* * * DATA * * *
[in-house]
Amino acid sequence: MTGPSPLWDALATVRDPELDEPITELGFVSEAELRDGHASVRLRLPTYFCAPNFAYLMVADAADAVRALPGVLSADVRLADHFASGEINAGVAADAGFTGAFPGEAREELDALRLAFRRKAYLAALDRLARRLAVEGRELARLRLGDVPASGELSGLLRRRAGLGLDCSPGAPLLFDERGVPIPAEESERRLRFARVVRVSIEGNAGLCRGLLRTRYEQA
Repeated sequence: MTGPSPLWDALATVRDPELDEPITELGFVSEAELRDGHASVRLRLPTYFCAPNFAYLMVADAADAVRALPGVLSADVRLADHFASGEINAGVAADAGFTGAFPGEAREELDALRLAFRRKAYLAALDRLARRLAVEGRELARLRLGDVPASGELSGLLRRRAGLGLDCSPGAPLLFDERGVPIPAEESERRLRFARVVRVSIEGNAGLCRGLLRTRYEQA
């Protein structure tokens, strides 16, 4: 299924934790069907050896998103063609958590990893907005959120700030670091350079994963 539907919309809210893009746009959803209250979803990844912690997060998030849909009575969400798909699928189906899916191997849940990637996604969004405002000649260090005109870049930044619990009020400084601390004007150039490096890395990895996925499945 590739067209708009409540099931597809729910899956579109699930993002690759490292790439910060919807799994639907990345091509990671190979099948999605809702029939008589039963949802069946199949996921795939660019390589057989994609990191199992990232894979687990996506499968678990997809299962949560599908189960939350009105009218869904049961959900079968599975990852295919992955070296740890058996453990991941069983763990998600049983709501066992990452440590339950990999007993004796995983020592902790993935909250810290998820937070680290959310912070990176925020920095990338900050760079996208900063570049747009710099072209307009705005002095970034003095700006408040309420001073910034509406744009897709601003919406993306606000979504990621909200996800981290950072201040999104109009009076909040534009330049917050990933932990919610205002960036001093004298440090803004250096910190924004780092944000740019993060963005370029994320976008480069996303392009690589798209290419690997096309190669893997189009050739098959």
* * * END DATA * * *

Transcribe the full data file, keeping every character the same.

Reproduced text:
[in-house]
Amino acid sequence: MTGPSPLWDALATVRDPELDEPITELGFVSEAELRDGHASVRLRLPTYFCAPNFAYLMVADAADAVRALPGVLSADVRLADHFASGEINAGVAADAGFTGAFPGEAREELDALRLAFRRKAYLAALDRLARRLAVEGRELARLRLGDVPASGELSGLLRRRAGLGLDCSPGAPLLFDERGVPIPAEESERRLRFARVVRVSIEGNAGLCRGLLRTRYEQA
Repeated sequence: MTGPSPLWDALATVRDPELDEPITELGFVSEAELRDGHASVRLRLPTYFCAPNFAYLMVADAADAVRALPGVLSADVRLADHFASGEINAGVAADAGFTGAFPGEAREELDALRLAFRRKAYLAALDRLARRLAVEGRELARLRLGDVPASGELSGLLRRRAGLGLDCSPGAPLLFDERGVPIPAEESERRLRFARVVRVSIEGNAGLCRGLLRTRYEQA
């Protein structure tokens, strides 16, 4: 299924934790069907050896998103063609958590990893907005959120700030670091350079994963 539907919309809210893009746009959803209250979803990844912690997060998030849909009575969400798909699928189906899916191997849940990637996604969004405002000649260090005109870049930044619990009020400084601390004007150039490096890395990895996925499945 590739067209708009409540099931597809729910899956579109699930993002690759490292790439910060919807799994639907990345091509990671190979099948999605809702029939008589039963949802069946199949996921795939660019390589057989994609990191199992990232894979687990996506499968678990997809299962949560599908189960939350009105009218869904049961959900079968599975990852295919992955070296740890058996453990991941069983763990998600049983709501066992990452440590339950990999007993004796995983020592902790993935909250810290998820937070680290959310912070990176925020920095990338900050760079996208900063570049747009710099072209307009705005002095970034003095700006408040309420001073910034509406744009897709601003919406993306606000979504990621909200996800981290950072201040999104109009009076909040534009330049917050990933932990919610205002960036001093004298440090803004250096910190924004780092944000740019993060963005370029994320976008480069996303392009690589798209290419690997096309190669893997189009050739098959």